If your goal is to buy as easily and quickly as possible, we recommend you begin by straightening out your finances. Then, get pre-approved so you’ve got a better understanding of your budget, and choose a real estate agent to help you complete the transaction smoothly. Your choice of lender also matters a great deal. 

What Should I Look For In A Realtor?

As you’ve probably realized by now, buying a home for the very first time is an overwhelming experience for anyone. That’s why you need a reliable partner to ensure smooth sailing on this journey to a new home — and that’s precisely who your realtor is. 

Also, that’s why choosing a great realtor is the first step you should take when you decide to buy a new home. Ensure you’re picking someone who’s reputable enough so that you know they’re trustworthy. And definitely look for local realtors who have a lot of experience in the area; you don’t want someone who doesn’t know the intricacies of the local market by heart. 

In British Columbia, all realtors are regulated and licensed by the Real Estate Council of B.C. However, while a license is a basic sign of a bona-fide realtor, not every licensed professional excels at their job. 

There are a couple of different traits that you should look for in your realtor. For one, they should always seem to be a step ahead — if you have to follow them up to learn what the next move is, they’re probably not on top of it.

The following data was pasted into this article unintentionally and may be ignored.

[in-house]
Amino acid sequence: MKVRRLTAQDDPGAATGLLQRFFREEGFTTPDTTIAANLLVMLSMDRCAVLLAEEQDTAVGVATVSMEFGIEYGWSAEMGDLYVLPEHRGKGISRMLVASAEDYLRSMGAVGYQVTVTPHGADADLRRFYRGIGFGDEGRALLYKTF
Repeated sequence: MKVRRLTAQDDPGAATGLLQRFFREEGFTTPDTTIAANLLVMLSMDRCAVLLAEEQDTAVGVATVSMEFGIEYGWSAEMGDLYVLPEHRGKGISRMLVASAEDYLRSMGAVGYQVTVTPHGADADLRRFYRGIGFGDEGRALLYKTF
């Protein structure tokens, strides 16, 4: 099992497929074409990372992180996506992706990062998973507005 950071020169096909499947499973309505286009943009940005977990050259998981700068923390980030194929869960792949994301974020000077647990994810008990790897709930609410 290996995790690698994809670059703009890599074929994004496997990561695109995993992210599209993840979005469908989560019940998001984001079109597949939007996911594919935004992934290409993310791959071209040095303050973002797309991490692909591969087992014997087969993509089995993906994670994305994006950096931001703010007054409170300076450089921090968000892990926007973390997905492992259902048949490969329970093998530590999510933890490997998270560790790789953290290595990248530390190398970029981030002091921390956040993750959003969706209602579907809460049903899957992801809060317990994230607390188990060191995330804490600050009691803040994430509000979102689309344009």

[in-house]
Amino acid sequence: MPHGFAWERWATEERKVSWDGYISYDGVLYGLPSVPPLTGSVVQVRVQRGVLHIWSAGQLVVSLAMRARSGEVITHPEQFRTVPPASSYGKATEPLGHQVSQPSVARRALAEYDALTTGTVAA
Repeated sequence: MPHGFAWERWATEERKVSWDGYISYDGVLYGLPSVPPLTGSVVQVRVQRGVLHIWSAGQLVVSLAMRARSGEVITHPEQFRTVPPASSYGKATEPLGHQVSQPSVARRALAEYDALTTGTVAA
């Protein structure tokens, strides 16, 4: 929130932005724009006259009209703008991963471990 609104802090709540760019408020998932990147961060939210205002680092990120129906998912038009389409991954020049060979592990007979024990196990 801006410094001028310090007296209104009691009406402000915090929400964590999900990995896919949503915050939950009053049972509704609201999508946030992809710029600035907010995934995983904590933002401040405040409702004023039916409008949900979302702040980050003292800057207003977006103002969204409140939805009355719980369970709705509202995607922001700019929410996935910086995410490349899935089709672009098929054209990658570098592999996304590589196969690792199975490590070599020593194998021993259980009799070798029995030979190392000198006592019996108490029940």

Also, you want a realtor who listens. Every first-time buyer’s situation is different, and your realtor should recognize that and take it into account as they find a solution that’s perfect for you. Always make sure that your realtor fully understands exactly what you’re after. 

As with any other professional, communication is crucial. That’s why you need a realtor that never allows you to become overwhelmed with the process — they should always keep you up to date, instead of leaving you to wonder what the heck is going on. 

Finally, and most of all, you need a realtor that’s dependable. You want someone who does exactly what they promise to do in a timely manner — in other words, when they say they’re going to. 

With a professional, trustworthy realtor, you’ll have a much easier time buying a home in British Columbia.

Already bought your first home here’s What to do before moving into your new home?

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    Sukh Brar Real Estate Group